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How Much Space Does Linux Need?

Linux needs at least 16GB to be usable, although it is recommended to use 32 or 64 if you have enough space. If you plan on having large files in Linux, increase this number to 128. You are always welcome to increase this if you wish.

Linux - Resizing EFI

  1. Move each partition 512MB left after the EFI partition going right to left (by putting 512 in the space preceding)

  2. Hit the checkmark near the top, then hit Apply

  3. Note the name of the EFI partition (EFI-PARTITION) (something like /dev/sda1 or /dev/nvme0np1)

  4. Backup the files in the EFI partition by executing sudo mount EFI-PARTITION /mnt;mkdir efi;sudo cp -R /mnt/* efi/;sudo umount /mnt/ in a terminal

  5. Delete the EFI partition

  6. Create a new fat32 partition of 612MB where the old EFI was with a label of "EFI"

  7. Hit the checkmark near the top, then hit Apply

  8. Right click on the new EFI partition and "Manage Flags" then add the "esp" and "boot" flags.

  9. Copy the files back by executing sudo mount EFI-PARTITION /mnt;sudo cp -R efi/* /mnt/;sudo umount /mnt in a terminal

Linux - Partitioning

The interface varies per distro, so I will describe what you are looking for. BE CAREFUL ON THIS STEP

  1. Create an EFI partition if you don't already have one

    1. Find the + or the add partition button

    2. Select a size of 512MB

    3. Select partition type of FAT32

  2. If you already had an EFI partition, mount it as /boot/efi (but DO NOT format it)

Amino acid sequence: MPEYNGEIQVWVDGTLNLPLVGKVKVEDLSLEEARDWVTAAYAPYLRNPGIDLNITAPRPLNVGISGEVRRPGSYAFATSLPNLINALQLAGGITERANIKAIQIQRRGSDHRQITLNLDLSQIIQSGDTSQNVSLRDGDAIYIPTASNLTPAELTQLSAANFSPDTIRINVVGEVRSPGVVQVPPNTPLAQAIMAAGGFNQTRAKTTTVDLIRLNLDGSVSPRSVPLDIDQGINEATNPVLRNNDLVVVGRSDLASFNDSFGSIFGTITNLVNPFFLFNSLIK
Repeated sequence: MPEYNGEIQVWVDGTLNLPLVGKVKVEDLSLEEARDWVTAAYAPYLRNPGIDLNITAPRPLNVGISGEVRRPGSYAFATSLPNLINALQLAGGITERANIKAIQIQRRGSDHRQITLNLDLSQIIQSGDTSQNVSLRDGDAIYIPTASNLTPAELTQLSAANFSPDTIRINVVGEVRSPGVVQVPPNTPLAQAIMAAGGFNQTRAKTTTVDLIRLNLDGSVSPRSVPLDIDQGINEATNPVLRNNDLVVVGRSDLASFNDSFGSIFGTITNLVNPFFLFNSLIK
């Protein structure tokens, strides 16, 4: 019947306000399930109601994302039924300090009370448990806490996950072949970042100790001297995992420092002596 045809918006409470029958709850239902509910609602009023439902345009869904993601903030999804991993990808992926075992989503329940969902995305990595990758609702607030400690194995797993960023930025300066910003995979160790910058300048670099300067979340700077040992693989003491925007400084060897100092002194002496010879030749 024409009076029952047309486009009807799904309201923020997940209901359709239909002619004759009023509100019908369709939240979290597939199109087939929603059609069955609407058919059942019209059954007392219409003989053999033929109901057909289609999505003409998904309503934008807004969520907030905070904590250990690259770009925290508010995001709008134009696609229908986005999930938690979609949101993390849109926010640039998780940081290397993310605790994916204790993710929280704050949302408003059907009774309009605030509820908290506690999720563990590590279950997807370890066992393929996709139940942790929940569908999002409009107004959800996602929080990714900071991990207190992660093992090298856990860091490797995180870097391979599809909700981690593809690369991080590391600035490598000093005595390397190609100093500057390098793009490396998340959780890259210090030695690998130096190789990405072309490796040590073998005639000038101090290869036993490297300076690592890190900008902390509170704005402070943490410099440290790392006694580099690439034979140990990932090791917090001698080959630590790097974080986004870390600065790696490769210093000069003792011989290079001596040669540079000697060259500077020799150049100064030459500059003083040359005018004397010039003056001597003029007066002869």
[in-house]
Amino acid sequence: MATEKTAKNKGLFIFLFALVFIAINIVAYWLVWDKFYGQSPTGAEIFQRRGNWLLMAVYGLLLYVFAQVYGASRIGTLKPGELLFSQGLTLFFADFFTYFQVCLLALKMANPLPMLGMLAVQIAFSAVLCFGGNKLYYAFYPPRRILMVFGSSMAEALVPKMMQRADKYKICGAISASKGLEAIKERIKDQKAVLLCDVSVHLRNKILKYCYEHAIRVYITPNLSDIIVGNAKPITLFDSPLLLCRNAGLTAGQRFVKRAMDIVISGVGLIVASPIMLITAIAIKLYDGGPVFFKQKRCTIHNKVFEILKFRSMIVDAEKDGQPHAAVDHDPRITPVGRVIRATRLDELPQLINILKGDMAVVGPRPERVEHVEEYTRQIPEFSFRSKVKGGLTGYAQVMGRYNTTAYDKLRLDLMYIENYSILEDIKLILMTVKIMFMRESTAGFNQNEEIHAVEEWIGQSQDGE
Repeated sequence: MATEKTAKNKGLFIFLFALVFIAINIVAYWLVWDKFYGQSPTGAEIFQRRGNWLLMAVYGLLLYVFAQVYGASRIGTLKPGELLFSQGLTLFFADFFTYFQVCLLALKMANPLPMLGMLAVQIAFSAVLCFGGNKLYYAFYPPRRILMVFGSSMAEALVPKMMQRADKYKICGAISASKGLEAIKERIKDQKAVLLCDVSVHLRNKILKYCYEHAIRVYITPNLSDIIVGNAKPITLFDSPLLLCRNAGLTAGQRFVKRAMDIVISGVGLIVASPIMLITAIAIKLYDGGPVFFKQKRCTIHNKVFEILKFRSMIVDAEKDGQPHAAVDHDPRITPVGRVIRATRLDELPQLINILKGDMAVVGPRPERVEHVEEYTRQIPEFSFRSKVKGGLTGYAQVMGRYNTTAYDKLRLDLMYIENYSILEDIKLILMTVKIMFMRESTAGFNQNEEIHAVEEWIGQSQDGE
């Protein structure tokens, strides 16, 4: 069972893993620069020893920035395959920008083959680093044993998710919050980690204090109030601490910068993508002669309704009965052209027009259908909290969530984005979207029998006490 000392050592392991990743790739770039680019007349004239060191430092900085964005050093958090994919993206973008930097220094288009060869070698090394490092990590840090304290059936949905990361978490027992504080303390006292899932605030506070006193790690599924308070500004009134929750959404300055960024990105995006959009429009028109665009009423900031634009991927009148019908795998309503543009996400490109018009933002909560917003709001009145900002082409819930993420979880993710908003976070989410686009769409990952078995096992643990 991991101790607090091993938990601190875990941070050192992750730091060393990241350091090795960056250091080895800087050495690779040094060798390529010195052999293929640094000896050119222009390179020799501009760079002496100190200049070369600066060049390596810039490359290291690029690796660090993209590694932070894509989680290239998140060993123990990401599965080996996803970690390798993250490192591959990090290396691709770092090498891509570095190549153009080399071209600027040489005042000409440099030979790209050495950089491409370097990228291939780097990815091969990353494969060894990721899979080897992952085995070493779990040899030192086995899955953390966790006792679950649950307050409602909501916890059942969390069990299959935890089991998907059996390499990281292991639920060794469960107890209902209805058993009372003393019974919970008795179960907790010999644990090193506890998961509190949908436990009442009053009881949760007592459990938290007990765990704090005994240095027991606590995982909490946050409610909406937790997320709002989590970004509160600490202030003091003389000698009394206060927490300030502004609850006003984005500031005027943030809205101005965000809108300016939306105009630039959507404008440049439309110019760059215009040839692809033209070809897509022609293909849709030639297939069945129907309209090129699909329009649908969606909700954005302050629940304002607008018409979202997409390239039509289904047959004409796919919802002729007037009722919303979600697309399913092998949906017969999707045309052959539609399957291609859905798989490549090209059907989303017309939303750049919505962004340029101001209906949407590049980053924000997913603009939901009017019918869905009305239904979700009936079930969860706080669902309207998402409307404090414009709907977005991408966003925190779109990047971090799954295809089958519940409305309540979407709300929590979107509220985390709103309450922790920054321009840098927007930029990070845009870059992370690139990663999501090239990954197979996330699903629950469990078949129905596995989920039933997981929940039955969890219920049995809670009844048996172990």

3. If you want, make a 8GB SWAP partition (more info here)

  4. Create your root partition formatted as ext4 with how much space you want to give Linux (more info about partitions). See here if you are unsure how much to give.

  5. If you want a separate /home (your files, see here for more information), which is recommended, create one now with Ext and the rest of the space.

  6. Hit Apply

Alternate BIOS Keys

Rather than pressing F2, try the key below that matches the manufacturer of your laptop.

  • ASRock: F2 or DEL

  • ASUS: F2 for all PCs, F2 or DEL for Motherboards

  • Acer: F2 or DEL

  • Dell: F2 or F12

  • ECS: DEL

  • Gigabyte / Aorus: F2 or DEL

  • HP: F10

  • Lenovo (Consumer Laptops): F2 or Fn + F2

  • Lenovo (Desktops): F1

  • Lenovo (ThinkPads): Enter then F1.

  • MSI: DEL for motherboards and PCs

  • Microsoft Surface Tablets: Press and hold volume up button.

  • Origin PC: F2

  • Samsung: F2

  • Toshiba: F2

  • Zotac: DEL

Source: Tom's Hardware

Hard drive not detected

  1. Go into your BIOS (instructions here)

  2. Look through settings relating to hard drives (sometimes under configuration)

  3. Turn off Optane

  4. If "SATA Controller Mode" is set to "RT" and you have an existing Windows install:

    1. Save and Exit

    2. Boot into Windows

    3. Open Command prompt as Adminstrator

    4. Execute bcdedit /set {current} safeboot minimal

    5. Enter BIOS

    6. Turn "SATA Control Mode" to "AHCI" (don't worry your data won't be lost)

    7. Save and Exit

    8. Boot into Windows

    9. Open Command prompt as adminstrator

    10. Execute bcdedit /deletevalue {current} safeboot

  5. Save and exit if you are in the BIOS

  6. See if the hard drive is detected now